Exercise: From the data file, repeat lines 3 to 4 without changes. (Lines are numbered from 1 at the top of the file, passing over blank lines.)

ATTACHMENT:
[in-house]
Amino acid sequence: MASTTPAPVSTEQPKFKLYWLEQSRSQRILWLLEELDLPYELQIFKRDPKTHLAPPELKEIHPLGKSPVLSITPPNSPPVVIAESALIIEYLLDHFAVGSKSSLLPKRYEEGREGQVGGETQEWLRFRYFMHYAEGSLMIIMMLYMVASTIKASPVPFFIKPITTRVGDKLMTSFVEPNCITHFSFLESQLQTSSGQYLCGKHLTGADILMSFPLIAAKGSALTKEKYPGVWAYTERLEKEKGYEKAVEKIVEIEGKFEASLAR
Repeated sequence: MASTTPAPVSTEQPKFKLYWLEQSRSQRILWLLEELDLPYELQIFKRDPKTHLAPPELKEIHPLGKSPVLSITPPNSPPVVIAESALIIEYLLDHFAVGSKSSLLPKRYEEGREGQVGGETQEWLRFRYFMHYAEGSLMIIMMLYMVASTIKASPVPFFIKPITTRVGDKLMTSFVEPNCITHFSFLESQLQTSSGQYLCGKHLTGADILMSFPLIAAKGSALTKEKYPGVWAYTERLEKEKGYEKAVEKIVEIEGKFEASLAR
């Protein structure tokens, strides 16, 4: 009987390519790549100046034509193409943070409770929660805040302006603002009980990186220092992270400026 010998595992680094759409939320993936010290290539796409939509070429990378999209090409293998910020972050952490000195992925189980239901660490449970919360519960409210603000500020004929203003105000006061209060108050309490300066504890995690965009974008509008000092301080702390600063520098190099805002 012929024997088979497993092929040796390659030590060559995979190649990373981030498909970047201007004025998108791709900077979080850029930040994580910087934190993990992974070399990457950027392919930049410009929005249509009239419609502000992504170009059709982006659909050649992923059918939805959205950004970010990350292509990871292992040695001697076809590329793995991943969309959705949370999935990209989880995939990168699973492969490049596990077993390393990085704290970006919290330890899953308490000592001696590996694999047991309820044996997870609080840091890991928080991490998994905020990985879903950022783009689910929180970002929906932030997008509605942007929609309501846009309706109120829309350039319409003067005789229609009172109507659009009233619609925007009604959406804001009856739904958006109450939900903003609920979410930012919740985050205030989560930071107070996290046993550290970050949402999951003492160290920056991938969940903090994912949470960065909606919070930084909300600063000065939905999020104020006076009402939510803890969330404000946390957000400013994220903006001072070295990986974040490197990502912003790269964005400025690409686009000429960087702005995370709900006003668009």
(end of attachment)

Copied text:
Repeated sequence: MASTTPAPVSTEQPKFKLYWLEQSRSQRILWLLEELDLPYELQIFKRDPKTHLAPPELKEIHPLGKSPVLSITPPNSPPVVIAESALIIEYLLDHFAVGSKSSLLPKRYEEGREGQVGGETQEWLRFRYFMHYAEGSLMIIMMLYMVASTIKASPVPFFIKPITTRVGDKLMTSFVEPNCITHFSFLESQLQTSSGQYLCGKHLTGADILMSFPLIAAKGSALTKEKYPGVWAYTERLEKEKGYEKAVEKIVEIEGKFEASLAR
């Protein structure tokens, strides 16, 4: 009987390519790549100046034509193409943070409770929660805040302006603002009980990186220092992270400026 010998595992680094759409939320993936010290290539796409939509070429990378999209090409293998910020972050952490000195992925189980239901660490449970919360519960409210603000500020004929203003105000006061209060108050309490300066504890995690965009974008509008000092301080702390600063520098190099805002 012929024997088979497993092929040796390659030590060559995979190649990373981030498909970047201007004025998108791709900077979080850029930040994580910087934190993990992974070399990457950027392919930049410009929005249509009239419609502000992504170009059709982006659909050649992923059918939805959205950004970010990350292509990871292992040695001697076809590329793995991943969309959705949370999935990209989880995939990168699973492969490049596990077993390393990085704290970006919290330890899953308490000592001696590996694999047991309820044996997870609080840091890991928080991490998994905020990985879903950022783009689910929180970002929906932030997008509605942007929609309501846009309706109120829309350039319409003067005789229609009172109507659009009233619609925007009604959406804001009856739904958006109450939900903003609920979410930012919740985050205030989560930071107070996290046993550290970050949402999951003492160290920056991938969940903090994912949470960065909606919070930084909300600063000065939905999020104020006076009402939510803890969330404000946390957000400013994220903006001072070295990986974040490197990502912003790269964005400025690409686009000429960087702005995370709900006003668009």